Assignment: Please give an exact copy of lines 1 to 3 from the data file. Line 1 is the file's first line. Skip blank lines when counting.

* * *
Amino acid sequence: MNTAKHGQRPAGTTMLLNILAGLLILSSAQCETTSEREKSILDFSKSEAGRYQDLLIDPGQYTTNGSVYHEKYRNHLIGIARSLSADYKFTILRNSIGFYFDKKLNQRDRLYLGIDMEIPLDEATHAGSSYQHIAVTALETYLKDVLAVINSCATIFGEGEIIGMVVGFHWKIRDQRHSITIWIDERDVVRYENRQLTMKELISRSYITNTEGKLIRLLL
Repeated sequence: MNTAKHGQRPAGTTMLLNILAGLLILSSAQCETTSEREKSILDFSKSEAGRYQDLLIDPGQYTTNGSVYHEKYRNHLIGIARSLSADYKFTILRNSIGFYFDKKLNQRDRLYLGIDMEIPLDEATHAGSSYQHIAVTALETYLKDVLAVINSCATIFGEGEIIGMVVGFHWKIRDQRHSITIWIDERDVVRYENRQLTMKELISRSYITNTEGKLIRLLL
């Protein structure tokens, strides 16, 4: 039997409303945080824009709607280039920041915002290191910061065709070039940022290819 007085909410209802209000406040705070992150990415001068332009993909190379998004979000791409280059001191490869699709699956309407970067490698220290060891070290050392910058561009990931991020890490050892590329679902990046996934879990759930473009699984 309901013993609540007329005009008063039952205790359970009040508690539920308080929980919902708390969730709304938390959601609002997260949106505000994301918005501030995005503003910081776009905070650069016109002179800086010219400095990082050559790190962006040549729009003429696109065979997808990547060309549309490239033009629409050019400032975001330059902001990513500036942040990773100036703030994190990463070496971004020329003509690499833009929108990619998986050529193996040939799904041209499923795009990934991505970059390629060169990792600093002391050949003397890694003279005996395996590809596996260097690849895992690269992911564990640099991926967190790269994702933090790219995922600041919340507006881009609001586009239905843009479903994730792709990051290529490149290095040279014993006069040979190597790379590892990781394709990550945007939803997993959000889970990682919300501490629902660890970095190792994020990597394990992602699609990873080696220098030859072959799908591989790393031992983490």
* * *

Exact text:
Amino acid sequence: MNTAKHGQRPAGTTMLLNILAGLLILSSAQCETTSEREKSILDFSKSEAGRYQDLLIDPGQYTTNGSVYHEKYRNHLIGIARSLSADYKFTILRNSIGFYFDKKLNQRDRLYLGIDMEIPLDEATHAGSSYQHIAVTALETYLKDVLAVINSCATIFGEGEIIGMVVGFHWKIRDQRHSITIWIDERDVVRYENRQLTMKELISRSYITNTEGKLIRLLL
Repeated sequence: MNTAKHGQRPAGTTMLLNILAGLLILSSAQCETTSEREKSILDFSKSEAGRYQDLLIDPGQYTTNGSVYHEKYRNHLIGIARSLSADYKFTILRNSIGFYFDKKLNQRDRLYLGIDMEIPLDEATHAGSSYQHIAVTALETYLKDVLAVINSCATIFGEGEIIGMVVGFHWKIRDQRHSITIWIDERDVVRYENRQLTMKELISRSYITNTEGKLIRLLL
């Protein structure tokens, strides 16, 4: 039997409303945080824009709607280039920041915002290191910061065709070039940022290819 007085909410209802209000406040705070992150990415001068332009993909190379998004979000791409280059001191490869699709699956309407970067490698220290060891070290050392910058561009990931991020890490050892590329679902990046996934879990759930473009699984 309901013993609540007329005009008063039952205790359970009040508690539920308080929980919902708390969730709304938390959601609002997260949106505000994301918005501030995005503003910081776009905070650069016109002179800086010219400095990082050559790190962006040549729009003429696109065979997808990547060309549309490239033009629409050019400032975001330059902001990513500036942040990773100036703030994190990463070496971004020329003509690499833009929108990619998986050529193996040939799904041209499923795009990934991505970059390629060169990792600093002391050949003397890694003279005996395996590809596996260097690849895992690269992911564990640099991926967190790269994702933090790219995922600041919340507006881009609001586009239905843009479903994730792709990051290529490149290095040279014993006069040979190597790379590892990781394709990550945007939803997993959000889970990682919300501490629902660890970095190792994020990597394990992602699609990873080696220098030859072959799908591989790393031992983490």